Whenever you hire a new employee, you essentially incorporate their social network into the networking reach of your business. With this reality in mind (along with the measurable influence of an employee’s use of social media) you have to ask yourself, “Is a connected employee more valuable than a non-connected employee?”
Old and New Tools Used to Measure an Employee’s Network
Due to the prevalence of social media, this may seem like a new issue for businesses to consider, but long before Facebook, networking was always an essential part of doing business. The Facebook of our Dads was the Rolodex. This was a handy tool that sat on a desk and organized the contact information of everybody and every company in one’s network. The value of the Rolodex can be seen in old spy movies where a thief would break into an office to steal index cards out of the Rolodex. In our opinion, the computer hacking methods of today make for less dramatic movies.
Another tool that businesses use to calculate the worth of a potential employee is the resume. Resumes have a section for references, which can be used to determine how deep the network of a potential hire runs. Also, it has become standard practice in today’s hiring process for an employer to investigate a potential hire’s web presence and social media connections before hiring them.
One of things an employer is looking for when they Google a potential hire is, “How influential is their online presence?” If the names on a potential hire’s resume reference page and the connections on their social media accounts communicate a valuable network to an employer, then the candidate will more likely be hired. Why? Because the employer will believe that their business can take advantage of the new employee’s connections.
Does this Mean that Non-Connected Employees are Less Valuable?
The answer to this question depends on the position. For entry-level positions where the only thing required is to show up and put in 40 hours of work that requires little social interaction, the sharing of one’s social network with the company may not be that big of a deal. The value of a non-connected employee is completely determined by their job performance, and if an employee is really good at their job, then it won’t matter how many friends they have on Facebook and what they post about.
More Connections = More Influence = More Value
For employees that view their job as a career, and hold positions where their social networks can be an asset for your business (like a job in sales or marketing) their willingness to utilize their social networks to advance the cause of your business makes them extra valuable. An employee that uses their social networks to the company’s advantage may do things like brag about how great their job is. This will generate positive buzz about your business in the local community, which will direct new people to your website. Or, a connected employee may even go so far as to directly hit up the people in their social network for sales. Think for a moment how much money you would have to spend on marketing to achieve this kind and quality of reach and you will begin to understand why a connected employee is so valuable.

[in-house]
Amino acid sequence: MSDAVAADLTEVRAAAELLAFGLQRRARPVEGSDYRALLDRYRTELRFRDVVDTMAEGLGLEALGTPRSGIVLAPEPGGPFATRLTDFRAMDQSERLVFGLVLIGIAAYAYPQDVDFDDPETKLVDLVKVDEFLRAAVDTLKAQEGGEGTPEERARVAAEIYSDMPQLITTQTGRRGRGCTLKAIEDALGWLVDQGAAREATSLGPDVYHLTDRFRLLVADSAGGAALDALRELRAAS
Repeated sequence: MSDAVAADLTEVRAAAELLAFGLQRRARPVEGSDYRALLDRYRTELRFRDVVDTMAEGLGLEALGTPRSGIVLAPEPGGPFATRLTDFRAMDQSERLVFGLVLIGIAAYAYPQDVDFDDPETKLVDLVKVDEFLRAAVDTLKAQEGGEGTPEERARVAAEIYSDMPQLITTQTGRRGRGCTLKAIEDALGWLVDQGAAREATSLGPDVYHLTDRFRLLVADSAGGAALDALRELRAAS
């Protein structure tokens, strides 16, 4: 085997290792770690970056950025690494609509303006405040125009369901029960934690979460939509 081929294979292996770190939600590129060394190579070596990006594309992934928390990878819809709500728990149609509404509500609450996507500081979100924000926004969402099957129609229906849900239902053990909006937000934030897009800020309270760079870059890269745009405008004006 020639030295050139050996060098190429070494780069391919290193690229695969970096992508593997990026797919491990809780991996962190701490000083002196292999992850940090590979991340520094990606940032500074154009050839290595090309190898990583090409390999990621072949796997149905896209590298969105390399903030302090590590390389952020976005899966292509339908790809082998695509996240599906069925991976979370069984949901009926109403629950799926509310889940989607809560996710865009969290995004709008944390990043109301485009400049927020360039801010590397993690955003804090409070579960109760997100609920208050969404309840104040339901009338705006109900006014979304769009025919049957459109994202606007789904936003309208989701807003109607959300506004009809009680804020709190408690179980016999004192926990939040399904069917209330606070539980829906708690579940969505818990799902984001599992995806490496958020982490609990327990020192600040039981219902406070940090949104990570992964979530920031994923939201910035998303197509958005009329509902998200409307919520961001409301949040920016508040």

In the past, it was difficult to quantify the extent of a connected employee’s networking value. You could maybe give a bonus to the employee with the biggest Rolodex, but giving a bonus like this would be hard to justify because an employee with better quality contacts in their Rolodex may actually possess the more valuable network. With all the different ways to connect to the world through social media, there actually exists ranking systems that can quantify a person’s networking value.
Solutions to Quantify an Employee’s Networking Value
One such quantitative system is called a Klout Score. This score is a number between 1-100 that represents a person’s online influence. This score takes into account a complex and always-changing algorithm that uses 400 signals from eight different social networks. Klout.com defines influence as “the ability to drive action.” In regards to your business, hiring an influential employee with a high Klout Score could lead to people acting on their social media posts in order to generate more leads for your business.
Giving out bonuses and raises based on an employee’s Klout Score may still be flawed because it’s difficult to measure hard results from this score, but looking at something like a Klout Score is a good place to start. There are other business solutions that you can take advantage of to determine an employee’s networking value, like establishing an internal social network for your own company via your intranet and encouraging employees to use it to communicate and post ideas. If you had such a network for your business, you could then use analytics tools to extract specific data that you would need in order to determine an employee’s influence and value.
Solutions like these are revolutionizing the workplace by helping employers shine the light on employees whose online influence is influencing the company’s bottom line. To equip your organization with business solutions such as these, give Think Tank NTG a call at 800-501-DATA.